Maybe people should be more open about it. Or should I be more open in encouraging people to open up about their experiences when they mention it? Or perhaps there’s just the right level of openness going on as the situation stands. I don’t know.

Timber Doors Are in Vogue…Now

Apparently, our door is just not good enough. And if it’s now the door, then it’s the windows, and if it’s not the windows, it’s the bathroom, and then the kitchen, the garden, and so on and so forth until the universe implodes. And even then, Ian will find some way to improve upon the blank void around us.

Oh, the joys of home ownership. It’s everything I ever wanted, except for the fact that we never have any money left at the end of the month. To be honest, it’s probably my fault. I said, back in the mists of time, that we needed timber door replacement. It was the one thing I asked, because our previous door was awful on the eyes and doors are the one thing people see upon entering the home. Well…they’re the first thing. And then, open the floodgates to a bunch of really super necessary things, until we finally move past the necessary and into the realm of indulgences. Yes, Ian, getting the shower re-tiled is an indulgence. the previous tiles were just perfectly okay, unlike the door which was horrible and needed a new frame. A TIMBER window frame, no less. Now I seem to have unleashed a DIY beast within Ian that certainly wasn’t there when I married him. Would’ve been good to know beforehand, just saying…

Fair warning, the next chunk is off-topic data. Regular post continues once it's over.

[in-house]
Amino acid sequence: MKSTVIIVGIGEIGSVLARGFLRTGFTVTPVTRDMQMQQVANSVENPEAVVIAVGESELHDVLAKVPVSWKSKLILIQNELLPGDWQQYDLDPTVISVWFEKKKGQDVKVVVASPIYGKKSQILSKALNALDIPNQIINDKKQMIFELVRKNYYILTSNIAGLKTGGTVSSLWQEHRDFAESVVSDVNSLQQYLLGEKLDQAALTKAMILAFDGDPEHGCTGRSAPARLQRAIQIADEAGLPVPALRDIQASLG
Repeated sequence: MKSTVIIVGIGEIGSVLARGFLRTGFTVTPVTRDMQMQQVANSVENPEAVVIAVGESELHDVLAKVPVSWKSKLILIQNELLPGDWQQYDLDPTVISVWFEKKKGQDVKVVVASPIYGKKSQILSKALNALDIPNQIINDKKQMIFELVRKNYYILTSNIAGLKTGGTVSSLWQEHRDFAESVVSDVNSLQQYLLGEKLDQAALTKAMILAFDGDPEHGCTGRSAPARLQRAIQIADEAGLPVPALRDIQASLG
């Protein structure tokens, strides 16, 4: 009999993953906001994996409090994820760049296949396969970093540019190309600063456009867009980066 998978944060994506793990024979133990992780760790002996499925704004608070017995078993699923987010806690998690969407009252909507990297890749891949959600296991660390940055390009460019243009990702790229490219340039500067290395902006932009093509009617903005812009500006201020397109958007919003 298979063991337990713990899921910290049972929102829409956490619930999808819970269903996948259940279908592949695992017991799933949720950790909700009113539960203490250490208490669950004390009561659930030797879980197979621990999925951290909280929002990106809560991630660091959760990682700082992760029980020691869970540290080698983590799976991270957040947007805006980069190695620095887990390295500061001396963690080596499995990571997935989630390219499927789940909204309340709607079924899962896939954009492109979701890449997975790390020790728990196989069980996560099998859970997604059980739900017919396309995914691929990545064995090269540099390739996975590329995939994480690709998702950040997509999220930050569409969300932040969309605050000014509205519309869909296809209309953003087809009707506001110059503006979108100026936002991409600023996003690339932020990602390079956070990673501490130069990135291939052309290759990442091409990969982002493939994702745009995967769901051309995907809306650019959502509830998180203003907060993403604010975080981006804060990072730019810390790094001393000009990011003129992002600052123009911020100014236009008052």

So this is our reality now. Find something in the home that doesn’t need changing, change it, rinse and repeat until we die. And then our children get the finished product, so good for them. Last ones standing. And THEY can worry about aluminium door replacement, because it’ll probably be back in vogue by then. Yep, that’s just the world of the future: aluminium everywhere, purple shower tiles, and a garden full of azaleas. Basically, everything will be put back the way it was, because that’s how trends go, Ian.

-Sheena

Children, Respect the Bubble

I usually try to maintain a strict no-child bubble. As in, no children may come within about two feet of me. They very rarely respect this, because children have zero special awareness and are just continually bumping into my legs and whatever else, but the important thing is that I have standards. They’re never actually met, but the standard is indeed there.

And then last night I was offered up to babysit, so thanks MUM. I live independently and Mum doesn’t know my schedule, but Ian and Sandra needed someone to look after Jacqui, so sure, I’m available! I’ll cancel everything! Jacqui is an aspiring hairdresser, as it turns out. I asked what she wanted to do once I got there, and she said that she was available for hair appointments in South Melbourne, because that’s where she’d opened her salon, right next to the school. I had no use for any of that information, but sure.